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 Post subject: Re: Chavakani
PostPosted: Sun Jan 22, 2017 7:24 pm 
Osän
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OK, I know this is going to automatically bump the thread onto a new page, so I'll quote most of what I was replying to.

cromulant wrote:
The "pseudo base 5" thing (straight base 10 with 5 as an additive subbase) is attested in a gigantic number of natlangs.
And I'm curious about the root for nine. Is it from "almost" or "without" or any such thing? Since it doesnt seem to be related to the root for four. (This was more or less my strategy. I had basic noncompound roots for 1 to 5 and for 10, and derived the word for 9 from the word for "almost". I believe six was derived from "five plus" and eight was "four twice", making 7 the only word of the basic ten I dont have an etymology for.)


Chengjiang wrote:
The glottal stop isn't very acoustically salient utterance-initially, but if it's good enough for Hawaiian, it's good enough for Chavakani.
Are there minimal pairs? I wouldnt know how to deal with this, if I was trying to distinguish two words that I know have different pronunciations but are impossible to tell apart in isolation. I guess the logical answer would be to spell them out. I'm curious how Hawaiian handles the situation though.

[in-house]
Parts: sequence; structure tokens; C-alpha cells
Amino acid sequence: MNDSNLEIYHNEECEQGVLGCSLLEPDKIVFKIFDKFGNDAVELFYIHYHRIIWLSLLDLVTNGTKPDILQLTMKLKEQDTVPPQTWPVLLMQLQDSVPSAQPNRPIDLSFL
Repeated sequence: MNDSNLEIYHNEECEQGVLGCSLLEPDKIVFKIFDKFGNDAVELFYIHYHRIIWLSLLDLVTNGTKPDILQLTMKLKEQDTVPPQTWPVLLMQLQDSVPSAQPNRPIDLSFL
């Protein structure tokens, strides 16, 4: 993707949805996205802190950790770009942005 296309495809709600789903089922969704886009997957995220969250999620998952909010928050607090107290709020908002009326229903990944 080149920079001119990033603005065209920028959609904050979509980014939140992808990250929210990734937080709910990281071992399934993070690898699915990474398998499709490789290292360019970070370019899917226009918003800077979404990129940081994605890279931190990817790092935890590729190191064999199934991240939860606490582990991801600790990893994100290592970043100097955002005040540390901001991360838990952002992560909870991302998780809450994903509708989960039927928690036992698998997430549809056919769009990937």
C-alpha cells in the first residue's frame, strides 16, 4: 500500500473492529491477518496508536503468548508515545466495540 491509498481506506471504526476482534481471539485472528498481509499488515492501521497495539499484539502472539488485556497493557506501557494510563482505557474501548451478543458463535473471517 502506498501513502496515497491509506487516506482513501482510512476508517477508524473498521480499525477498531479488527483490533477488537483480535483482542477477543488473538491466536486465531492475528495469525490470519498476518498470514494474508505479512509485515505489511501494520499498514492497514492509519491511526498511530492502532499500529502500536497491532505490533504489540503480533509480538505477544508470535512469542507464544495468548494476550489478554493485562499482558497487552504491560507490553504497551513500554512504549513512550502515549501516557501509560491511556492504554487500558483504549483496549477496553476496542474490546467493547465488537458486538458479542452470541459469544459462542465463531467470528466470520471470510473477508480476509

I like the tone setup, especially given that a lot of tonal conlangs seem to brush away sandhi. If this is a realistic tonal system I may want to use some of the ideas for sandhi in later conlangs. High vs low vs falling is probably a common inventory cross-linguistically.

Quote:
Chavakani also has a "macho"/"boasting" speech register, whose phonological traits include making the voiceless stops and affricate weakly ejective, substituting [x] for /h/, and substituting a full trill [r] for /ɾ/.
I like this.

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 Post subject: Re: Chavakani
PostPosted: Sun Jan 22, 2017 7:48 pm 
Sumerul
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Soap wrote:
And I'm curious about the root for nine. Is it from "almost" or "without" or any such thing? Since it doesnt seem to be related to the root for four. (This was more or less my strategy. I had basic noncompound roots for 1 to 5 and for 10, and derived the word for 9 from the word for "almost". I believe six was derived from "five plus" and eight was "four twice", making 7 the only word of the basic ten I dont have an etymology for.)


The word for nine does derive from such a word, yes.


Quote: